Mexico's history has shown the importance
of being able to patrol and defend her coastlines in order
to prevent invasions. Many such conflicts have occurred
in Mexico's past. Along with defense, there is a need
to develop and take advantage of the oceans in a rational
and organized manner. For Mexico, its seas are a great
source of bounty and employment. Because of these reasons,
the history of the Mexican National Navy runs parallel
to the birth of Mexico as a nation.
Military Naval school of Mexico was created in 1897, during
the regime of Porfirio Diaz. But because of its maritime
inexperience, Mexico's navy had many foreign officials,
much to the irritation of nationalists. The country took
its first step toward maritime solidarity on June 1, 1917,
by nationalizing the navy. On that date the merchant ship
Tabasco sailed from the port of Veracruz under
the command of Captain Rafael Izaguirre Castañares,
with a totally Mexican crew. This was the birth of Dia
de la Marina (Navy Day) .
The voyage of the Tobasco was a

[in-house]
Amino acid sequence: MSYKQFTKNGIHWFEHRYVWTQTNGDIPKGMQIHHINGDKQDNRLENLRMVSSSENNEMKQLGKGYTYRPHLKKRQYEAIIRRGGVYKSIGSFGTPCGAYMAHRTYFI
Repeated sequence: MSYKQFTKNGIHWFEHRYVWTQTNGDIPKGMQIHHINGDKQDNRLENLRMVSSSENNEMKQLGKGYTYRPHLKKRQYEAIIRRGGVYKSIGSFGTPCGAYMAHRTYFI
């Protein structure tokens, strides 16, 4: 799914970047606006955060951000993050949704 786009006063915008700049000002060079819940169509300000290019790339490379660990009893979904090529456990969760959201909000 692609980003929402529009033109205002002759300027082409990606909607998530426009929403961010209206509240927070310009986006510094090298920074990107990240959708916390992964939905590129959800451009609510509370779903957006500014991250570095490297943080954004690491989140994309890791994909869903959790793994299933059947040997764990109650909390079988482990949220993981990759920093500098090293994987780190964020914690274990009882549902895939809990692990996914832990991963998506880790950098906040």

symbolic ratification of the recent Article 32 of the
Magna Carta of 1917, which insured national loyalty by
declaring that no matter how invaluable an individual's
contribution to the navy might be, if he was not born
in Mexico, he could not serve in the navy.
On December 30, 1939 President Lazaro Cardenas
reorganized his cabinet and formed the Department of the
Navy. However just one year later, on December 31, 1940,
it was converted to its present status as Secretary of
Official recognition of Dia de la Marina
was by a presidential agreement published in the official
gazette of Mexico, April 30, 1942.
Recently President Vicente Fox Quesada was aboard the
flagship Ignacio Allende during Navy Day celebrations
in the Port of Veracruz. Part of his speech contained
In Mexico, the sea holds great hope for the future
and economic growth, so the best way to celebrate Navy
Day is to assign greater resources so that the Navy can
carry out its mission of protecting the country.
During Navy Day, San Felipe launches a small
flotilla for a "drive by". Pangas and shrimp
boats, some decked with wreaths and arbors of flowers,
motor by the town's beach drive (the Malecon). Flowers
are often jettisoned in memory of sailors, both civilian
and military, whose lives have been lost in the performance
of their duties. Live music and celebrations follow.